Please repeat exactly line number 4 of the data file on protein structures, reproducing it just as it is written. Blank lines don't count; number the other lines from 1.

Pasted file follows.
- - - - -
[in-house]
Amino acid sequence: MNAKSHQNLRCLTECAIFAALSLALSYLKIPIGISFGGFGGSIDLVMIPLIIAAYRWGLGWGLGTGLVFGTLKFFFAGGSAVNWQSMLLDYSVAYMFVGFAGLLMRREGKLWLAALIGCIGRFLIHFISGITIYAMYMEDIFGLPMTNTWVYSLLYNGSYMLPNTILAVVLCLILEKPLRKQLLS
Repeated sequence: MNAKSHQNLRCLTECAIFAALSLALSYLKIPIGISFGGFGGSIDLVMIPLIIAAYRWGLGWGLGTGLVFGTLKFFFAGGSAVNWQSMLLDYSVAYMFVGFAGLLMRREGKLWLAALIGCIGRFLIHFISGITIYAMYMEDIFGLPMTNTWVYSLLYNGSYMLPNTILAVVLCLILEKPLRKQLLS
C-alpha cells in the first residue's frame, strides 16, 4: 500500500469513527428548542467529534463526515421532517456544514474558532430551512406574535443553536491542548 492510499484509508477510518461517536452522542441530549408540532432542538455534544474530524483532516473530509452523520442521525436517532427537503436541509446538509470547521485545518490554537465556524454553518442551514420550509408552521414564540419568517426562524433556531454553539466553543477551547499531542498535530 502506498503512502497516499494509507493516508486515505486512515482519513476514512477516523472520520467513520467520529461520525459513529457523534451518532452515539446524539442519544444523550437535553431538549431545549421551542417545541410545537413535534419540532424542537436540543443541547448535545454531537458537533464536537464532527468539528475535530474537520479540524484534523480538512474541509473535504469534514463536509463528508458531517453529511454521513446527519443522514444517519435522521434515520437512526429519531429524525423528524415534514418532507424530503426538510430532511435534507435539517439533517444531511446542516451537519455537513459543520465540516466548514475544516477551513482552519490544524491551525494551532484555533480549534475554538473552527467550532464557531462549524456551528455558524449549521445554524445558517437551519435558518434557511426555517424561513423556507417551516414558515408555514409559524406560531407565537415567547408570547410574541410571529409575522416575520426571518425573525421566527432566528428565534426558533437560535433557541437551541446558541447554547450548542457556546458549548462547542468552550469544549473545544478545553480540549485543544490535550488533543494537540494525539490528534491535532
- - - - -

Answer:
C-alpha cells in the first residue's frame, strides 16, 4: 500500500469513527428548542467529534463526515421532517456544514474558532430551512406574535443553536491542548 492510499484509508477510518461517536452522542441530549408540532432542538455534544474530524483532516473530509452523520442521525436517532427537503436541509446538509470547521485545518490554537465556524454553518442551514420550509408552521414564540419568517426562524433556531454553539466553543477551547499531542498535530 502506498503512502497516499494509507493516508486515505486512515482519513476514512477516523472520520467513520467520529461520525459513529457523534451518532452515539446524539442519544444523550437535553431538549431545549421551542417545541410545537413535534419540532424542537436540543443541547448535545454531537458537533464536537464532527468539528475535530474537520479540524484534523480538512474541509473535504469534514463536509463528508458531517453529511454521513446527519443522514444517519435522521434515520437512526429519531429524525423528524415534514418532507424530503426538510430532511435534507435539517439533517444531511446542516451537519455537513459543520465540516466548514475544516477551513482552519490544524491551525494551532484555533480549534475554538473552527467550532464557531462549524456551528455558524449549521445554524445558517437551519435558518434557511426555517424561513423556507417551516414558515408555514409559524406560531407565537415567547408570547410574541410571529409575522416575520426571518425573525421566527432566528428565534426558533437560535433557541437551541446558541447554547450548542457556546458549548462547542468552550469544549473545544478545553480540549485543544490535550488533543494537540494525539490528534491535532